One interesting story in left-handed history is that of the Kerr family of Scotland.  The Kerr family surname comes from “keir” which means left in Gaelic.  There were so many left-handed swordsmen in their family that one of their famous castles which was built in the late 1400’s was built with spiral staircases that spiraled in the opposite from usual direction, which gave them a fighting advantage over their confused enemies.  An article written in 1972 claimed that about 30% of those with the surname Kerr were left-handed as opposed to a background 10% of the population. However, another article written 20 years later claims to have found no statistically significant increase in left-handedness among people with the family name Kerr or Carr

The fact that 16th century artist and inventor Leonardo de Vinci had so much success with his left hand helped to improve the image of lefthanders.  Some have speculated that his famous style of “mirror writing” was an attempt to make it harder for people to sneak a peek at his notes and steal his ideas, while others claim that he was just trying to avoid smearing the ink when his hand dragged across it. Some historians have suggested that da Vinci's left-handedness added to his genius, because it forced him to think and see in an extraordinary way.  He is most often mentioned by lefthanders who try to create pride in their left-handedness and support their claims of left-handed genius and superiority.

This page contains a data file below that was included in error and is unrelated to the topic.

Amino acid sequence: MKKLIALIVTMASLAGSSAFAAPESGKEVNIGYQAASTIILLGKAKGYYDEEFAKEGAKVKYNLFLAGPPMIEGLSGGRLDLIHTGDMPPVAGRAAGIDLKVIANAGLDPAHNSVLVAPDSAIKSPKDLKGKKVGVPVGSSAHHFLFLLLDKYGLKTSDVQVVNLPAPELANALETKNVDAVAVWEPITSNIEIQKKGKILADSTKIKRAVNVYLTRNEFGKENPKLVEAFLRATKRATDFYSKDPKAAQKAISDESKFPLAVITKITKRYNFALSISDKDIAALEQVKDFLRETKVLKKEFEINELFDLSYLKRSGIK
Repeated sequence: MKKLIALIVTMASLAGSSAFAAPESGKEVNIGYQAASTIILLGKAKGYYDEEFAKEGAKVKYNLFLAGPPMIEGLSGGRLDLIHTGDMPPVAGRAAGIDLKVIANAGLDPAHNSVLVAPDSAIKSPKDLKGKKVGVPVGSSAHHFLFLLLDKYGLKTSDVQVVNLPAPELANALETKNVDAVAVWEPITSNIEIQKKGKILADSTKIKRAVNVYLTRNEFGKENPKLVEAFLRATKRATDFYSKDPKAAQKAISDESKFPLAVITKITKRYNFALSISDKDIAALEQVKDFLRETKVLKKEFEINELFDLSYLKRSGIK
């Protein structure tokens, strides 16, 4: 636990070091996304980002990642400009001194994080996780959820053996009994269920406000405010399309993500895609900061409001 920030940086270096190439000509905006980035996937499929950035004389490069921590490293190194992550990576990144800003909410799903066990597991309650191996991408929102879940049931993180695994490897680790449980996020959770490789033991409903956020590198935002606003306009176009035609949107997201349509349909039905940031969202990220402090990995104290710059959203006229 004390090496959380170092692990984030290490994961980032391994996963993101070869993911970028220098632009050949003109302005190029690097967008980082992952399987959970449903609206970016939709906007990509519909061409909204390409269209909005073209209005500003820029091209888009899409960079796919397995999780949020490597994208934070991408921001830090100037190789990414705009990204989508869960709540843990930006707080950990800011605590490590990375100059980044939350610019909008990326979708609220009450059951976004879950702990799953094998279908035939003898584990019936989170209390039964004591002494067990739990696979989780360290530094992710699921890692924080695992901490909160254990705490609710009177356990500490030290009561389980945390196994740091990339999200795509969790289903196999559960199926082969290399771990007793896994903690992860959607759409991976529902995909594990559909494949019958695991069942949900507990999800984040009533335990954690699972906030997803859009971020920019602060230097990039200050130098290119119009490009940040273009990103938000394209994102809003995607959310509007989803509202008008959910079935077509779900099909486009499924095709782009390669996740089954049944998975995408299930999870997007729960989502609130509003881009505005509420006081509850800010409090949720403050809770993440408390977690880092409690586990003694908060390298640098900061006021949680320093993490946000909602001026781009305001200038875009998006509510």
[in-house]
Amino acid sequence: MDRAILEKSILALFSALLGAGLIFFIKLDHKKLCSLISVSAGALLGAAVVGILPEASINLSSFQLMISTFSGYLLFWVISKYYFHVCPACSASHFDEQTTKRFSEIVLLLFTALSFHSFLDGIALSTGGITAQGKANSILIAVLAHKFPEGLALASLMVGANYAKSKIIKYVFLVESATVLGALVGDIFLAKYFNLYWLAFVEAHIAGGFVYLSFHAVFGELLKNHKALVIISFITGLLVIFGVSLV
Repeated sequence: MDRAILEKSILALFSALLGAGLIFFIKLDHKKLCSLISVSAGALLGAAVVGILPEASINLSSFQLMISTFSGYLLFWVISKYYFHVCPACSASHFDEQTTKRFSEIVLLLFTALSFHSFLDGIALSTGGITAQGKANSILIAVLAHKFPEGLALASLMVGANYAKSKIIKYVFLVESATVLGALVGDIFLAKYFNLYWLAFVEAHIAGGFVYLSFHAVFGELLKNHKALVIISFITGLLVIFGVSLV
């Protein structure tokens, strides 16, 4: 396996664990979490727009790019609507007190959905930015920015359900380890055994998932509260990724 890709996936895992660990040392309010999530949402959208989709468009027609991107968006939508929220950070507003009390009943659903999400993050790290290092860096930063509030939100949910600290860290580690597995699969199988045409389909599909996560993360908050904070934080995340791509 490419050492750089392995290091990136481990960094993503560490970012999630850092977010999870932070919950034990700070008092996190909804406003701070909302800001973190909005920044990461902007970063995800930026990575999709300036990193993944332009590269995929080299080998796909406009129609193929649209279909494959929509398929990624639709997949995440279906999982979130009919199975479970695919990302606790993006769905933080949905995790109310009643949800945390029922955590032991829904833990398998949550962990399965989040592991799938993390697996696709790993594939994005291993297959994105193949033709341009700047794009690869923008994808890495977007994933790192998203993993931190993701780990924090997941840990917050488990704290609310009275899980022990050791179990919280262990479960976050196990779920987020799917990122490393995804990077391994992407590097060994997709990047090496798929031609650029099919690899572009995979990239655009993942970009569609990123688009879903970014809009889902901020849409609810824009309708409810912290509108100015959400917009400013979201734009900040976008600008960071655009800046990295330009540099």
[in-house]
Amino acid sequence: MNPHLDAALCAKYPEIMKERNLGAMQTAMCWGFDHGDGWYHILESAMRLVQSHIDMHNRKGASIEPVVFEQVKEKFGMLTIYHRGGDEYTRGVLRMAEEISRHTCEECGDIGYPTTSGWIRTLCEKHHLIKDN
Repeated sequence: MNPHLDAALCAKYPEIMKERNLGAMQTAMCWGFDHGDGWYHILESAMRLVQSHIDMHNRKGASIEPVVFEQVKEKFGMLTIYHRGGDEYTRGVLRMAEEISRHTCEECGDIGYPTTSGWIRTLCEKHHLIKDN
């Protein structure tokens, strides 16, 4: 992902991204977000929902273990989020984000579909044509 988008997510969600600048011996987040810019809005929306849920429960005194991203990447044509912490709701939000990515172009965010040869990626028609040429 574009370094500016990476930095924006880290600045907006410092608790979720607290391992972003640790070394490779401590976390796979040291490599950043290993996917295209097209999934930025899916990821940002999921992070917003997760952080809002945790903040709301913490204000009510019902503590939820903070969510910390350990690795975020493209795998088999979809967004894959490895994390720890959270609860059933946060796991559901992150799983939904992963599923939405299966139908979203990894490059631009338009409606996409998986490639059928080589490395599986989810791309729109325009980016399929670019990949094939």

In the 1600’s, an English author and doctor named Sir Thomas Browne, published some of the most elaborate research and writing about lefthanders up to that time.  Although he did not understand neurology the way scientists do today, he was the first to suggest that left-handedness was related to the cerebral dominance of the right side of the brain.  However, he also wrote extensively about his belief in angels and witchcraft, which makes some people question his credibility.

Another lefthander whose wisdom and accomplishments earned him a great deal of respect was American inventor and statesman Benjamin Franklin in his time.  He once wrote an article called “A Petition of the Left Hand” bemoaning his left-handedness, and suggested that right-handers are favored at home and at school.  Just like Leonardo, Franklin is most often mentioned as one of history’s most accomplished lefthanders because of his genius and creativity.